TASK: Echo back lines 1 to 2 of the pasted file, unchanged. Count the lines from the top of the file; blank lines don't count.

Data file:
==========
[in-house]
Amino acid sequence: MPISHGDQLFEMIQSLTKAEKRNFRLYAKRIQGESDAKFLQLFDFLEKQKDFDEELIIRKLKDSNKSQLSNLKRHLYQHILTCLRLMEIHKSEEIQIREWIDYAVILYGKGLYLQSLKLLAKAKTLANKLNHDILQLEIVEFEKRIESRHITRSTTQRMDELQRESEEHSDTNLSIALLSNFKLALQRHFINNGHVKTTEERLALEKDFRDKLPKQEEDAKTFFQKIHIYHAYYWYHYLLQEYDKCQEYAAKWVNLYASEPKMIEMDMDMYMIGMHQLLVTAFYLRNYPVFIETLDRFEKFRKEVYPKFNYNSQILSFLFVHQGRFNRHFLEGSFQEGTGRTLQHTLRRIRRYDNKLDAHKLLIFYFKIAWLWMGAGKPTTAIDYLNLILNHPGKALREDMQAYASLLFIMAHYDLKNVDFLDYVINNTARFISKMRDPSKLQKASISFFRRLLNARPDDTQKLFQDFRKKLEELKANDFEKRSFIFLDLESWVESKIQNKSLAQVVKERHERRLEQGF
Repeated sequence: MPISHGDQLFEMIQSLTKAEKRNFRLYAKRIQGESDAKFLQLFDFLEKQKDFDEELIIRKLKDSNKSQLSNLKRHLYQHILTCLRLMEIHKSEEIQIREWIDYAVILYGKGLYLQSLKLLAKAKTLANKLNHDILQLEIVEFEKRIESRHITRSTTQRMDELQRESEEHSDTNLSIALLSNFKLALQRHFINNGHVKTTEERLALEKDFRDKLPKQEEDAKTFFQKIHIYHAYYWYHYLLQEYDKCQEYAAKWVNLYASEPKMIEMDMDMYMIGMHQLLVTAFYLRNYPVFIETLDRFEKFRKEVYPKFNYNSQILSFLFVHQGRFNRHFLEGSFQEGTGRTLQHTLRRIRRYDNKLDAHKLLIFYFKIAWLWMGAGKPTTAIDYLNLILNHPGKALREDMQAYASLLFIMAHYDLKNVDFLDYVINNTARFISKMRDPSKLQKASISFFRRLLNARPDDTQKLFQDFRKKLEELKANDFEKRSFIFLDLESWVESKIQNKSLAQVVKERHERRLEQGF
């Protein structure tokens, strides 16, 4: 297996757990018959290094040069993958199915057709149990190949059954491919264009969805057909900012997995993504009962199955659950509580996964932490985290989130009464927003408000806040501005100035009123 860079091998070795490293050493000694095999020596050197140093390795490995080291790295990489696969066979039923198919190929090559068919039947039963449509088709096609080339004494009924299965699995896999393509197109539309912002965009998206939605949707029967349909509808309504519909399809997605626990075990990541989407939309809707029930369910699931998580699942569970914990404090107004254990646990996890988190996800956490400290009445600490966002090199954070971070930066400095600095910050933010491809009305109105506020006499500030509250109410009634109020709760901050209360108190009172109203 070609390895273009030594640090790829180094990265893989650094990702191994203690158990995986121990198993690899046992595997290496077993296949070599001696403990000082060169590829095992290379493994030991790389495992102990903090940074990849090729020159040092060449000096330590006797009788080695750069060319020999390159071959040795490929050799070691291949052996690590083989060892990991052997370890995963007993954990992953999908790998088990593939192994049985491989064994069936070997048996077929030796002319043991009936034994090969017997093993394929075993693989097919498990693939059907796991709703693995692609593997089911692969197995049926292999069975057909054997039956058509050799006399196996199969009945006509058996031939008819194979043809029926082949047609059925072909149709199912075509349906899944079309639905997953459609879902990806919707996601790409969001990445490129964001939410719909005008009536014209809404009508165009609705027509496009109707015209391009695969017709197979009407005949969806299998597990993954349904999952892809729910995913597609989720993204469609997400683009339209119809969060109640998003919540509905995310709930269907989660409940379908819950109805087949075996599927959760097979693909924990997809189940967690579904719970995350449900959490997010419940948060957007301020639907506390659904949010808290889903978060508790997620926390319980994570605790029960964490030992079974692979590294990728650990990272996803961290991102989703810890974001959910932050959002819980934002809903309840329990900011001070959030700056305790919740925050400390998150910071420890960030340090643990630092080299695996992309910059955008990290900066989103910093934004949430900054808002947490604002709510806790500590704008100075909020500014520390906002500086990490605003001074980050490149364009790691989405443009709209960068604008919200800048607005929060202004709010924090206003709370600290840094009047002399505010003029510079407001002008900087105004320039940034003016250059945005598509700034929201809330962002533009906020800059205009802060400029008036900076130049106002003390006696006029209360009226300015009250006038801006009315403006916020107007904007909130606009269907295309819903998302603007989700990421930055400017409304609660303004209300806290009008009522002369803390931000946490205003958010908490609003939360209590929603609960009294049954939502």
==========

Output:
[in-house]
Amino acid sequence: MPISHGDQLFEMIQSLTKAEKRNFRLYAKRIQGESDAKFLQLFDFLEKQKDFDEELIIRKLKDSNKSQLSNLKRHLYQHILTCLRLMEIHKSEEIQIREWIDYAVILYGKGLYLQSLKLLAKAKTLANKLNHDILQLEIVEFEKRIESRHITRSTTQRMDELQRESEEHSDTNLSIALLSNFKLALQRHFINNGHVKTTEERLALEKDFRDKLPKQEEDAKTFFQKIHIYHAYYWYHYLLQEYDKCQEYAAKWVNLYASEPKMIEMDMDMYMIGMHQLLVTAFYLRNYPVFIETLDRFEKFRKEVYPKFNYNSQILSFLFVHQGRFNRHFLEGSFQEGTGRTLQHTLRRIRRYDNKLDAHKLLIFYFKIAWLWMGAGKPTTAIDYLNLILNHPGKALREDMQAYASLLFIMAHYDLKNVDFLDYVINNTARFISKMRDPSKLQKASISFFRRLLNARPDDTQKLFQDFRKKLEELKANDFEKRSFIFLDLESWVESKIQNKSLAQVVKERHERRLEQGF